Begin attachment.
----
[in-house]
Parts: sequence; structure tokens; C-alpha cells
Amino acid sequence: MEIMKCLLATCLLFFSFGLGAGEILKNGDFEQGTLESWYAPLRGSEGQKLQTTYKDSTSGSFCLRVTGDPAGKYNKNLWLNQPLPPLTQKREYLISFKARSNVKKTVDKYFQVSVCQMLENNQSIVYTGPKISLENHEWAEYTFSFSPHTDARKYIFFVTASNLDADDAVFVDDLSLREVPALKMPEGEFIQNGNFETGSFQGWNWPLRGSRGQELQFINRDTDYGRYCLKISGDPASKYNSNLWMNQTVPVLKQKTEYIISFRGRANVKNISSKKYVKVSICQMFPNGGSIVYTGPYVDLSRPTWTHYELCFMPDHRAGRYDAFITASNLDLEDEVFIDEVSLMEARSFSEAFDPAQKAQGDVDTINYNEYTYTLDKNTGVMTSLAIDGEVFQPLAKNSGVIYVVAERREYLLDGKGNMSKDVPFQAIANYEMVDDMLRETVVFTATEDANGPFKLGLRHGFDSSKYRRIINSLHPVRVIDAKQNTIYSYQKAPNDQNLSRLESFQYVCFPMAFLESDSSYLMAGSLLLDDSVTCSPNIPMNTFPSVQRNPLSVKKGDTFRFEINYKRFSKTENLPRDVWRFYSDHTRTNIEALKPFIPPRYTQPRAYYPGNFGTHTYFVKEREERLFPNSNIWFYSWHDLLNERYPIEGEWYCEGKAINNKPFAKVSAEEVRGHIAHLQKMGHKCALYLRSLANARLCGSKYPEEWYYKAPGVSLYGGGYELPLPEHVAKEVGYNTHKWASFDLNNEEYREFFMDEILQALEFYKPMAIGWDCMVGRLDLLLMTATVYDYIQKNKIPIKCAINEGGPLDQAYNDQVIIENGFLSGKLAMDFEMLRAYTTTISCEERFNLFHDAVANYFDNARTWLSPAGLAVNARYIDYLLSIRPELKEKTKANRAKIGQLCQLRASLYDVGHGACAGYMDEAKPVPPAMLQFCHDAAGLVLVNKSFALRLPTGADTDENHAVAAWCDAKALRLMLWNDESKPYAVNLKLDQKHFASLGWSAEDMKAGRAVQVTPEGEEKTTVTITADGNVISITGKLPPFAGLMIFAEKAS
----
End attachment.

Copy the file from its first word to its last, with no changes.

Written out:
[in-house]
Parts: sequence; structure tokens; C-alpha cells
Amino acid sequence: MEIMKCLLATCLLFFSFGLGAGEILKNGDFEQGTLESWYAPLRGSEGQKLQTTYKDSTSGSFCLRVTGDPAGKYNKNLWLNQPLPPLTQKREYLISFKARSNVKKTVDKYFQVSVCQMLENNQSIVYTGPKISLENHEWAEYTFSFSPHTDARKYIFFVTASNLDADDAVFVDDLSLREVPALKMPEGEFIQNGNFETGSFQGWNWPLRGSRGQELQFINRDTDYGRYCLKISGDPASKYNSNLWMNQTVPVLKQKTEYIISFRGRANVKNISSKKYVKVSICQMFPNGGSIVYTGPYVDLSRPTWTHYELCFMPDHRAGRYDAFITASNLDLEDEVFIDEVSLMEARSFSEAFDPAQKAQGDVDTINYNEYTYTLDKNTGVMTSLAIDGEVFQPLAKNSGVIYVVAERREYLLDGKGNMSKDVPFQAIANYEMVDDMLRETVVFTATEDANGPFKLGLRHGFDSSKYRRIINSLHPVRVIDAKQNTIYSYQKAPNDQNLSRLESFQYVCFPMAFLESDSSYLMAGSLLLDDSVTCSPNIPMNTFPSVQRNPLSVKKGDTFRFEINYKRFSKTENLPRDVWRFYSDHTRTNIEALKPFIPPRYTQPRAYYPGNFGTHTYFVKEREERLFPNSNIWFYSWHDLLNERYPIEGEWYCEGKAINNKPFAKVSAEEVRGHIAHLQKMGHKCALYLRSLANARLCGSKYPEEWYYKAPGVSLYGGGYELPLPEHVAKEVGYNTHKWASFDLNNEEYREFFMDEILQALEFYKPMAIGWDCMVGRLDLLLMTATVYDYIQKNKIPIKCAINEGGPLDQAYNDQVIIENGFLSGKLAMDFEMLRAYTTTISCEERFNLFHDAVANYFDNARTWLSPAGLAVNARYIDYLLSIRPELKEKTKANRAKIGQLCQLRASLYDVGHGACAGYMDEAKPVPPAMLQFCHDAAGLVLVNKSFALRLPTGADTDENHAVAAWCDAKALRLMLWNDESKPYAVNLKLDQKHFASLGWSAEDMKAGRAVQVTPEGEEKTTVTITADGNVISITGKLPPFAGLMIFAEKAS